If you're wondering about those two lines on the sides, each one is a strip of masking tape I've laid out to mark the edges of the crowd, once they get there. It's angled in, from the top row to the bottom, so the group will appear squared-off in the final picture.

Like this:

September 2007

This particular school had the largest senior class I'd ever photographed, consistently, year after year. The group above has close to 800 people in it. No big reflection problems, either, since the bleachers are made of plastic. But in each of these pictures you can see the almost mirror images in the floor.

September 2007

Outdoor shoots, however, require much less prep time, although the logistics are more critical. My worst outdoor group was at 8 AM with bleachers that faced west. I had to shoot with an ultra-wide lens from a fifteen-foot ladder almost straight down to avoid the morning sun.

By contrast, the school above has bleachers facing east, and we took the picture around eleven o'clock in the morning, optimal time. And as you can see, the customers were so pleased, they gave me a standing ovation.


Monday, November 16, 2009

Two More Towers

Time again for a 'then and now' entry, and in a first for this blog, the 'then' picture isn't a photograph, but instead is an illustrated postcard.

My sister gave me this last month, it's a C.T. Art Colortone of Chicago, published by Frank E. Cooper in New York. There's no date or copyright information on it, but the stamp square calls for a one-cent stamp, which puts it prior to 1952, which is when the post card rates went from one cent to two.

It looks like a hand-drawn illustration, but close examination of the original shows it to be more like it's a colored photograph. It may date from the early 1930's, when Jones Beach State Park first opened.

There have been some serious structural problems with the 231-foot tall water tower in the last few years; cracks appeared in the brickwork in 2007, and inspections revealed deficiencies that required the removal of the copper roof and rebuilding of the walls. The project has been going on for two years now.

I think I did pretty good with the re-creation, except for the elevation; if I were standing on the roof of the one-story snack bar building directly behind me, I'd have the perspective correct.

Oh, yeah, and maybe there could be a few people walking along the promenade.



Tuesday, November 10, 2009

Afternoon Invitational

November, 2009

Not much to really say about this, except that I'll never back down from a challenge: if it's outdoors, and encompasses at least an acre of asphalt parking lot, then it can't physically be 'closed'. There's no wall, there's no fence, there's not even any yellow tape delineating any off-limits area. There's just the sign nailed to a picnic table, one of hundreds of picnic tables dragged from the woods and arranged within the painted spaces in the far end of a parking lot, getting ready to ride out another winter.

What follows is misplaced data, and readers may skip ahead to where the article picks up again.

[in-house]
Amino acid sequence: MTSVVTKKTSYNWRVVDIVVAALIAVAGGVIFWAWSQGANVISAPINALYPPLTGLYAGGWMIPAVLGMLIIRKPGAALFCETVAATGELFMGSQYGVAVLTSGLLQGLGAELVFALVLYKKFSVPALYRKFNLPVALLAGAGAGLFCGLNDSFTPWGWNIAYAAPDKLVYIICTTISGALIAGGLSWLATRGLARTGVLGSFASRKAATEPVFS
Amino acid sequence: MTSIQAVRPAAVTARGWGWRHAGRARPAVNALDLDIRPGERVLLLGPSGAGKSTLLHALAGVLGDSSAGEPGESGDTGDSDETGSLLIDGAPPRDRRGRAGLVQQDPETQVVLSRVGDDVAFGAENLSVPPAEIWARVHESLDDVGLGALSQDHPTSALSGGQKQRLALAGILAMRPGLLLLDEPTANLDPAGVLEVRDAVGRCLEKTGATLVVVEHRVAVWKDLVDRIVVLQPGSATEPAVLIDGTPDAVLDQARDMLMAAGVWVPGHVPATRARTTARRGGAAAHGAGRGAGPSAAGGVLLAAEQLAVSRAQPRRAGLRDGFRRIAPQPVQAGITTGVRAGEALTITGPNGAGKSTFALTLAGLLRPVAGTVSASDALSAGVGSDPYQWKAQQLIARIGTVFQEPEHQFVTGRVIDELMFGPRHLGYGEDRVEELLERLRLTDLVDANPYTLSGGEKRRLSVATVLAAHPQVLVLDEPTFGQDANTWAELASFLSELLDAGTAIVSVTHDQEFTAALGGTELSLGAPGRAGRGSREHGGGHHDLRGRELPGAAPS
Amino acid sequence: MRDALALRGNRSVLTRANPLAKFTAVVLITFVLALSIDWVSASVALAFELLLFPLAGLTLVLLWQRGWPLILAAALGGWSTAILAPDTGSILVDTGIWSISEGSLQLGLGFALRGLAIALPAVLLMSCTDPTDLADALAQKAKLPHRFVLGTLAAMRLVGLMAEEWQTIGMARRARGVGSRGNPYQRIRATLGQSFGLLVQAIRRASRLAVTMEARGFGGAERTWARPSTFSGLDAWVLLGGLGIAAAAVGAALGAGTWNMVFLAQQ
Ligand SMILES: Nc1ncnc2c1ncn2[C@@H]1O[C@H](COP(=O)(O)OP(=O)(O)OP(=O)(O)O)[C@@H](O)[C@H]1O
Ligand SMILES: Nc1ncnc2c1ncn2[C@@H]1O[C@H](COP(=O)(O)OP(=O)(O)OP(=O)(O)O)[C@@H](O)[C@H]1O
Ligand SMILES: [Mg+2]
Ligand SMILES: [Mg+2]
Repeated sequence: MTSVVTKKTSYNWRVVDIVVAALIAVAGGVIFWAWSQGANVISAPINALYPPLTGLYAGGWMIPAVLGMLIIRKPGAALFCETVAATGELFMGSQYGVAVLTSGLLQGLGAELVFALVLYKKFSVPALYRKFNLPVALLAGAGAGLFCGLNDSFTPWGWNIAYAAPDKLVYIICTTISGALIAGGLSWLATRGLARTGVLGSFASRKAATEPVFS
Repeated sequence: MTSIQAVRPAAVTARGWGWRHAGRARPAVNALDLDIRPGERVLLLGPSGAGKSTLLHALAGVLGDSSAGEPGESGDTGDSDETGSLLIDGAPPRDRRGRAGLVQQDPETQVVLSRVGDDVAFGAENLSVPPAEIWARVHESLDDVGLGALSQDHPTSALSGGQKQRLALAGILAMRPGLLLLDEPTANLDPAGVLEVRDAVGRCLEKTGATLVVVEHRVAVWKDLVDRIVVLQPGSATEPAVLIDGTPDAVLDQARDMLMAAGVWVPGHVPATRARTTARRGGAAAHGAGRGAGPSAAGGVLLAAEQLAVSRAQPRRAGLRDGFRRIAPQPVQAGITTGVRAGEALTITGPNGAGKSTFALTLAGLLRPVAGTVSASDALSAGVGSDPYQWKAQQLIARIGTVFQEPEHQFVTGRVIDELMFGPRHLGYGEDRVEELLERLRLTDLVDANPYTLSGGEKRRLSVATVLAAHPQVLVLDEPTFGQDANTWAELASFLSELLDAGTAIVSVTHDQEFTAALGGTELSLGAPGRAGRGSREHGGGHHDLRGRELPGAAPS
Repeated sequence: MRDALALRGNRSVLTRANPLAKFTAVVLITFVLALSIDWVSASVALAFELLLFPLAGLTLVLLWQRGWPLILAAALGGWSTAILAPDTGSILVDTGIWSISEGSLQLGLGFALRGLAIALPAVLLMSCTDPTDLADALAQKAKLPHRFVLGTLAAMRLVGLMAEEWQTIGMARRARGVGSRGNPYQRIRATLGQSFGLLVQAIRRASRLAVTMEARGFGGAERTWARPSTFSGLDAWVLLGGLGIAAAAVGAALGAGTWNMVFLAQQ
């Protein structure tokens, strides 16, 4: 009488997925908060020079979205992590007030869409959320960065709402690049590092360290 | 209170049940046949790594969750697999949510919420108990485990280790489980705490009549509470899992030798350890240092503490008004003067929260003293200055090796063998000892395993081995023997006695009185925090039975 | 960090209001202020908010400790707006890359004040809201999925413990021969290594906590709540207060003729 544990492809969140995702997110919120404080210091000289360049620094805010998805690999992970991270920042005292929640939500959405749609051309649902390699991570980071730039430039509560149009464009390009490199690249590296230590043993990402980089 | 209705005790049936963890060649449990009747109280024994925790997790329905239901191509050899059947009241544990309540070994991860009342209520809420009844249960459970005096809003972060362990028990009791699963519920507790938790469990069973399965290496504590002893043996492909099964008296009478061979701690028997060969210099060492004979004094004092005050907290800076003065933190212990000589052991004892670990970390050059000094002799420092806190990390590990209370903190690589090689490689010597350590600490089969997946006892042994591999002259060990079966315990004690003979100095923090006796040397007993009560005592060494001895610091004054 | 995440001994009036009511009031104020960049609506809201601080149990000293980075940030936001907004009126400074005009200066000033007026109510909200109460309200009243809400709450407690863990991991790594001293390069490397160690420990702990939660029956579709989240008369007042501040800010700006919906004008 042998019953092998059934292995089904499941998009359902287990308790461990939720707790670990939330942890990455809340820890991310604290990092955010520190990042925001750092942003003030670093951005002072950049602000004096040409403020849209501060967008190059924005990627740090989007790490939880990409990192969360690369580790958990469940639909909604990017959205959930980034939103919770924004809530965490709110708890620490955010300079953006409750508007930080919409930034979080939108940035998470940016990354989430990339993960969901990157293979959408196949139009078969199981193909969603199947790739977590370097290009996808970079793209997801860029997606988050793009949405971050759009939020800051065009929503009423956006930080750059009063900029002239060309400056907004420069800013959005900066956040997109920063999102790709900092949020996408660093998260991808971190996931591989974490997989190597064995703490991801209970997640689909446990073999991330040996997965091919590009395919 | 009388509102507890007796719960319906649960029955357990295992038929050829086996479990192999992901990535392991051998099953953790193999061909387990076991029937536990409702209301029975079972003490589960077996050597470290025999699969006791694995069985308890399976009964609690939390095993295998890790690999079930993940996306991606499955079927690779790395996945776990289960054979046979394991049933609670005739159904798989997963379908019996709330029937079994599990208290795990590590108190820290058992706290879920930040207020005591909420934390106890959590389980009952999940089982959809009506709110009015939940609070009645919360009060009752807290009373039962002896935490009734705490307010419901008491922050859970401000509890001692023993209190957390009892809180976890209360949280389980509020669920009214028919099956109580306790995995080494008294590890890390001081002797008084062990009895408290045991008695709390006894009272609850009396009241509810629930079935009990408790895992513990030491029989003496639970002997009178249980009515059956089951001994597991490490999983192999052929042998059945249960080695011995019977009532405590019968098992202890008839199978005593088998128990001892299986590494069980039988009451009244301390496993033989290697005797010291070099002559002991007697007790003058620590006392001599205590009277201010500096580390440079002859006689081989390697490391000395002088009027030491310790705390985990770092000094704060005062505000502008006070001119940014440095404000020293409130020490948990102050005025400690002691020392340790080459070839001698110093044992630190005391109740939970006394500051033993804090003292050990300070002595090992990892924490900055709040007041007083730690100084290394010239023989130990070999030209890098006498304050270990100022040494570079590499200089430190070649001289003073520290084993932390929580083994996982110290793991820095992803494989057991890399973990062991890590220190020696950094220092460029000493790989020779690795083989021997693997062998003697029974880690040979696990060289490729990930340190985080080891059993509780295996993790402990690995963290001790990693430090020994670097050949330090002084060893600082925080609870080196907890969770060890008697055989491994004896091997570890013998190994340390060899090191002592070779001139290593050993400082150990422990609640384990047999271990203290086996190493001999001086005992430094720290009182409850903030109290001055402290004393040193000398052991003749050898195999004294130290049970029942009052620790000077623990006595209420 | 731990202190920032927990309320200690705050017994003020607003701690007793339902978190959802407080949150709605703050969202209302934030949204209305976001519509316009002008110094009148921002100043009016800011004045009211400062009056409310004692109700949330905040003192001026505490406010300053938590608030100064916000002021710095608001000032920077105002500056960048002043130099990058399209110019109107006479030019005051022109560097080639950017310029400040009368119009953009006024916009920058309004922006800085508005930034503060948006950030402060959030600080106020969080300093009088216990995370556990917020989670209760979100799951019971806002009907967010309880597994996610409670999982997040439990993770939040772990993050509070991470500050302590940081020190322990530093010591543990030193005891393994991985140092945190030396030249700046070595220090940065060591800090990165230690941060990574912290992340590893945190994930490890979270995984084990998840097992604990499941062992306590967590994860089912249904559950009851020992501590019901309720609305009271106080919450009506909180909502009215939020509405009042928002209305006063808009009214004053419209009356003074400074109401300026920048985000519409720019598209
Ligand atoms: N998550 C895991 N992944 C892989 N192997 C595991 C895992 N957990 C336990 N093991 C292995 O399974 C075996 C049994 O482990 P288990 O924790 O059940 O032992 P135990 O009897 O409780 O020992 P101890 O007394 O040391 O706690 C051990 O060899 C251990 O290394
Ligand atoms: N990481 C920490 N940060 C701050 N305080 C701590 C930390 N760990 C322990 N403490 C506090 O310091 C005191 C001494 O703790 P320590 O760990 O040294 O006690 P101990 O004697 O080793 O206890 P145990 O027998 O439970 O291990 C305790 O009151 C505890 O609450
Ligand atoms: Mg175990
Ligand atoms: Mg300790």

So I'm going in...


These were taken in the main parking lot at Hempstead Lake State Park, a location I've been drawn to ever since a chance encounter on a winter's day many years ago. The pictures today
(and they were taken today, too) were made with the trusty InfraRebel. For the shallow depth of field in the first one, I used a 50mm lens at f1.4, since I only wanted the sign and the very edges of the benches in sharp focus. I really like the performance of this lens wide open; the creaminess of the bokeh, even on this 6 MP sensor, is quite special. I may need to do a self-assignment with this lens and the 5D in the near future...

The vertical shot of the tables, and this one above, are just a couple more examples of leading lines: elements of the image drawing your gaze from one point to another. This shot of the bench may be considered an extra heavy-handed example of the genre, with the painted arrow on the pavement directing the viewers eye in the desired direction.

These last two were shot with the 17-40mm f4L @ f5.6, with 1/40th of a second for the picnic tables, and 1/60th for the bench. The 17-40 has pretty much become my walk-around lens for the InfraRebel, among its other attributes, the glass is very kind to the six megapixel sensor. It gives far sharper image resolution throughout its focal range than the EF-S 17-85 does, and with a constant aperture. By the time the 17-85 has zoomed to 40mm, it's stopped down to f5, and I'd rather have a faster than a longer lens, especially for infrared work. In fact, after considering what I've written here, I've just gone into my bag and removed the 17-85 EF-S to make room for something more important, like my Lensbaby, as well as the 50mm f1.4...


Sunday, November 8, 2009

Further Left Coast

October 20, 2009

As promised, more spooky pictures from San Francisco. This is another angle on Fort Point in the fog, giving a fuller view of the bridge footing and the grounds in front of the fort itself, which resembles more a warehouse than a defensive point dating back to the mid-nineteenth century.

The next day Wayne and I were driving around Treasure Island, site of a partially abandoned naval base. The navy is long gone, and film studios and community centers have moved in, but there is plenty of military detritus clustered about. An abandoned bowling alley, rows and rows of single-story wooden barracks, their paint peeling and signs warning of asbestos. These tanks are right along the eastern shore of the island, on Avenue N near 13th Street.